In a news release, the group links the death of Hamilton man Peter Wald with people who keep meat in their homes to eat.
“PETA is alerting nearby residents that corpses could be hidden in plain sight in other homes, particularly in kitchen refrigerators,” the news release reads. “PETA is negotiating with Hamilton-area advertisers to place a billboard that proclaims, "Are There Corpses in Your Home? Time to Go Vegan."
Kaling Wald, the dead man’s wife, pleaded guilty to failing to notify police or the coroner that he had died from an illness that wasn’t being treated earlier this week.
Wald's lawyer, Peter Boushy, told CBC News that the Wald family believes the ad is "exploitative of a family tragedy."
"They proposed ad is hateful and absolutely insensitive," he said.
In a news release, PETA president Ingrid Newkirk says people who keep chicken breasts, steak and deli meats in their fridge are “sharing” their home with “corpses.”
"People who are horrified, saddened, or surprised by the thought of cohabitating with a corpse should ask themselves how they can justify taking the lives of wonderful individuals who happen not to be human, and try going vegan."
Wald died around March 20, 2013, according to summary of the case's facts provided by Crown counsel Janet Booy. He had diabetes and was suffering from a foot infection, she wrote. Neighbours in the area told CBC News that Wald had been seen hobbling for some time before he stopped being seen in public.
When neighbours asked his wife about him, all she would say was he “was in God’s hands now.” Wald refused to go to hospital, court heard Monday. According to court documents, Wald and his family believed “God would cure him.”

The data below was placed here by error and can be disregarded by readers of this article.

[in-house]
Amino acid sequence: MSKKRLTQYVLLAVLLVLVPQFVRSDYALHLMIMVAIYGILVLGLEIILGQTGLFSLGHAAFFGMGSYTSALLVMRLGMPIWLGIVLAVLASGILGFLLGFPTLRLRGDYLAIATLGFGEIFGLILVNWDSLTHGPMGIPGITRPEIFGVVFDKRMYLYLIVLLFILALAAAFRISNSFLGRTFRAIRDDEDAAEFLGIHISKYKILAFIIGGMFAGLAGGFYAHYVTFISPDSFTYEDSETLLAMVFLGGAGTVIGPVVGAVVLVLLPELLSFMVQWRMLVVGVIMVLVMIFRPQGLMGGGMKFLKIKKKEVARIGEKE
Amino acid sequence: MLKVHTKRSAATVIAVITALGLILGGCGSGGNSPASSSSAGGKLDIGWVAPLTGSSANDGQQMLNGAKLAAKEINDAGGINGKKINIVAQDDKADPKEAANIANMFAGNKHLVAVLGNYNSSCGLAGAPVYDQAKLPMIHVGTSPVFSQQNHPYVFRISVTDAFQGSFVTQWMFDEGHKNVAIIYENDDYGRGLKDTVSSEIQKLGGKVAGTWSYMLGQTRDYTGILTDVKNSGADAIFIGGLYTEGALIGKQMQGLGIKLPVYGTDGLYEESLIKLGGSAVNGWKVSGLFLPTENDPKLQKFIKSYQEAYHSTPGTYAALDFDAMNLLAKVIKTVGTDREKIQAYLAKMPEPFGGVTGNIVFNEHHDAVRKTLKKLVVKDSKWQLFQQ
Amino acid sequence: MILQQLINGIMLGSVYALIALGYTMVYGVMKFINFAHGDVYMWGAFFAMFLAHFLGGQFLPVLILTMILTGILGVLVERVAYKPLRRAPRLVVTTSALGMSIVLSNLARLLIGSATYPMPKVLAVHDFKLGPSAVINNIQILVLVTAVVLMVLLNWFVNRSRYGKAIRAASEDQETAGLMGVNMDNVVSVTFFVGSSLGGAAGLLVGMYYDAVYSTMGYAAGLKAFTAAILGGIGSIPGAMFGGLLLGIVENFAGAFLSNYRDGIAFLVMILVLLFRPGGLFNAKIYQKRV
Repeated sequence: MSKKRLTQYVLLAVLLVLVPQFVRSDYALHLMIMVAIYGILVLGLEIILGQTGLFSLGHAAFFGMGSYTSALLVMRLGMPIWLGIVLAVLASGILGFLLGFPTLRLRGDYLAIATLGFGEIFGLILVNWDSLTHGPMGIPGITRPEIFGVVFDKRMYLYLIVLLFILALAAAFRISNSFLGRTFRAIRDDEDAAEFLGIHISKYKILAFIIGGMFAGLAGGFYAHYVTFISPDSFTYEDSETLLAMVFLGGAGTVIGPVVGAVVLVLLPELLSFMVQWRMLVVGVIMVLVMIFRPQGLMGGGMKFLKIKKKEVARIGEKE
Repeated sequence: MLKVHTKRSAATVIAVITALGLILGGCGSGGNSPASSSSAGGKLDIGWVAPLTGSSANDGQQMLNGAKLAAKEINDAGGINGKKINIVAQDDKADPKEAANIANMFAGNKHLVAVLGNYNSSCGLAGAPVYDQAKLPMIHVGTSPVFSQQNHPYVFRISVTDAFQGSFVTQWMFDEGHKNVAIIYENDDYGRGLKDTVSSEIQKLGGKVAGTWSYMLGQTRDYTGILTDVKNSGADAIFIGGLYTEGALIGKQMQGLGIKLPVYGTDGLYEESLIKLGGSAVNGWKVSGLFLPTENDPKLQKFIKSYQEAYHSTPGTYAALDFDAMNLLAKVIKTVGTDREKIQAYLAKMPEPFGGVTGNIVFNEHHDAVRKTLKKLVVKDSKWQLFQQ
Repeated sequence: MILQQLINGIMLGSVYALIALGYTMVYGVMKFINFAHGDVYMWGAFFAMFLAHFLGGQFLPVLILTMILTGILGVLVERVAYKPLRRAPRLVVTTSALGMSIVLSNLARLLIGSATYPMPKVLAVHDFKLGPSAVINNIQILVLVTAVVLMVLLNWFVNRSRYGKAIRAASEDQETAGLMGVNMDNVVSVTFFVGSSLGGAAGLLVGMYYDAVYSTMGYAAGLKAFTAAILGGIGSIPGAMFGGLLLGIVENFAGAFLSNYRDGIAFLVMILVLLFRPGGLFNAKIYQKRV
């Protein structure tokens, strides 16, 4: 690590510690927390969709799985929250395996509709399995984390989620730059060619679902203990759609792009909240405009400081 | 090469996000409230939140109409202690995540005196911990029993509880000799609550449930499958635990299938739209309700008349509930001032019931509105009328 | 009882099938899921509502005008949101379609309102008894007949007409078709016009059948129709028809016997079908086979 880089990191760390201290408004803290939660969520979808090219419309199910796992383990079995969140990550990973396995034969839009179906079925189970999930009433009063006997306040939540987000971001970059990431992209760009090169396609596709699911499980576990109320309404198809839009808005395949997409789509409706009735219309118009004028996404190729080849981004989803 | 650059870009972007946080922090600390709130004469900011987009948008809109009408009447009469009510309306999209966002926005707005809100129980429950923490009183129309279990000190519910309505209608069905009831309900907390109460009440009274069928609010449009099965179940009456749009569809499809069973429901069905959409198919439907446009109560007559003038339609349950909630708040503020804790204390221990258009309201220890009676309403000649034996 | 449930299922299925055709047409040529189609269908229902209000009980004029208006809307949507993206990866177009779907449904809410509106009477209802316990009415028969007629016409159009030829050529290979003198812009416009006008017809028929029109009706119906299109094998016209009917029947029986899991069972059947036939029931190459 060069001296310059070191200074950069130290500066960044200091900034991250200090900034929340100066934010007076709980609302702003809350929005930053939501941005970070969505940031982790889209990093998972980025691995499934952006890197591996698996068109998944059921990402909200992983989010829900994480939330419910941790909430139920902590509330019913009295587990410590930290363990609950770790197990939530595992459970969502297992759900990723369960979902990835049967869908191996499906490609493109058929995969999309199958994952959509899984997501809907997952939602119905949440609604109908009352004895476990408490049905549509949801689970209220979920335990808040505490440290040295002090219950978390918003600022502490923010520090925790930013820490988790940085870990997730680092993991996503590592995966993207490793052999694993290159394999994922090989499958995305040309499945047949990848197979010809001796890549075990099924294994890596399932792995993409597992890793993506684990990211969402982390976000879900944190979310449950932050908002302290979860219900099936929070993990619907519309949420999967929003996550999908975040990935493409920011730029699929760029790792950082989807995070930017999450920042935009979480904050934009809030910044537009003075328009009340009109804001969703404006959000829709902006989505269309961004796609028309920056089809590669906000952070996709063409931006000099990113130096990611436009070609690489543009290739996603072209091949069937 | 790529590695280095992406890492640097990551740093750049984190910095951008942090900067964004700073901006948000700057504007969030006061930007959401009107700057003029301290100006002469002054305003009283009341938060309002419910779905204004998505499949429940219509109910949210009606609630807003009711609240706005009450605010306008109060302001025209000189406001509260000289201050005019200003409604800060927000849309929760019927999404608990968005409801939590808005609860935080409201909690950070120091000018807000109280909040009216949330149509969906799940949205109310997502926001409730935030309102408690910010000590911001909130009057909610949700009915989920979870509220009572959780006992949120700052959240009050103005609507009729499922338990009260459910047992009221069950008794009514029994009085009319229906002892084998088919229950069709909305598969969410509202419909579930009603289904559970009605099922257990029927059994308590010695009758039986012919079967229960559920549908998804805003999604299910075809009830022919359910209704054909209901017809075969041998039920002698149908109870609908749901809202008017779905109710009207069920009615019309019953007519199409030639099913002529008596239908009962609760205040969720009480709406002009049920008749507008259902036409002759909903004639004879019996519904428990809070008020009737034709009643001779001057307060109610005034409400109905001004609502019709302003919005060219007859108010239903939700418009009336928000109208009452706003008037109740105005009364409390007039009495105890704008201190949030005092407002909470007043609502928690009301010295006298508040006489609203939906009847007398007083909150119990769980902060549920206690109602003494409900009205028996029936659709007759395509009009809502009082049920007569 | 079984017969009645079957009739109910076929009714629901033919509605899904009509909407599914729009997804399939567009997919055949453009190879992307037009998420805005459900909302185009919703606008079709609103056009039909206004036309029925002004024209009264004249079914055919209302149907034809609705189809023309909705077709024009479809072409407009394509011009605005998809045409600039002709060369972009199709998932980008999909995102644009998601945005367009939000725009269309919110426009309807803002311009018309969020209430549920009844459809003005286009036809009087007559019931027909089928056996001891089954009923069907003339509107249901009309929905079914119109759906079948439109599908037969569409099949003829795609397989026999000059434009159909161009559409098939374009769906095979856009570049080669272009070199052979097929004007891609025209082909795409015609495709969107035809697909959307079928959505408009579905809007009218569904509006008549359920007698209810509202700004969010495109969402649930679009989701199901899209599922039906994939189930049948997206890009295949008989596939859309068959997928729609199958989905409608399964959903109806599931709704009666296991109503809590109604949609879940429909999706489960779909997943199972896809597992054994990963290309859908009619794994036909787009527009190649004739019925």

PETA spokesperson Dan Carron dismissed the idea that the billboard would be insensitive, instead calling it "thought provoking."
"Our hearts and sympathies go out to this family," he said. "Nothing can be done right now to help that situation — but we can help animals," he told CBC Hamilton.
"We hope this billboard and message will create something good out of something bad."
City spokesperson Michael Kirkopoulos says there is nothing the city of Hamilton could do to prevent the ad from being put up. He says the city's bylaws only regulate the size and location of billboards, not the content.
Wald received a suspended sentence in connection with the case and an order to get counselling as well as 18 months probation. The macabre case first came to light back in January, when she was arrested and charged with neglect of duty regarding a dead body and indignity to a body. The two charges were withdrawn and replaced with the single charge.
The sheriff found the 51-year-old’s body while trying to evict Wald and his family from their St. Matthews Avenue home in the city’s north end last year.Suggest a correction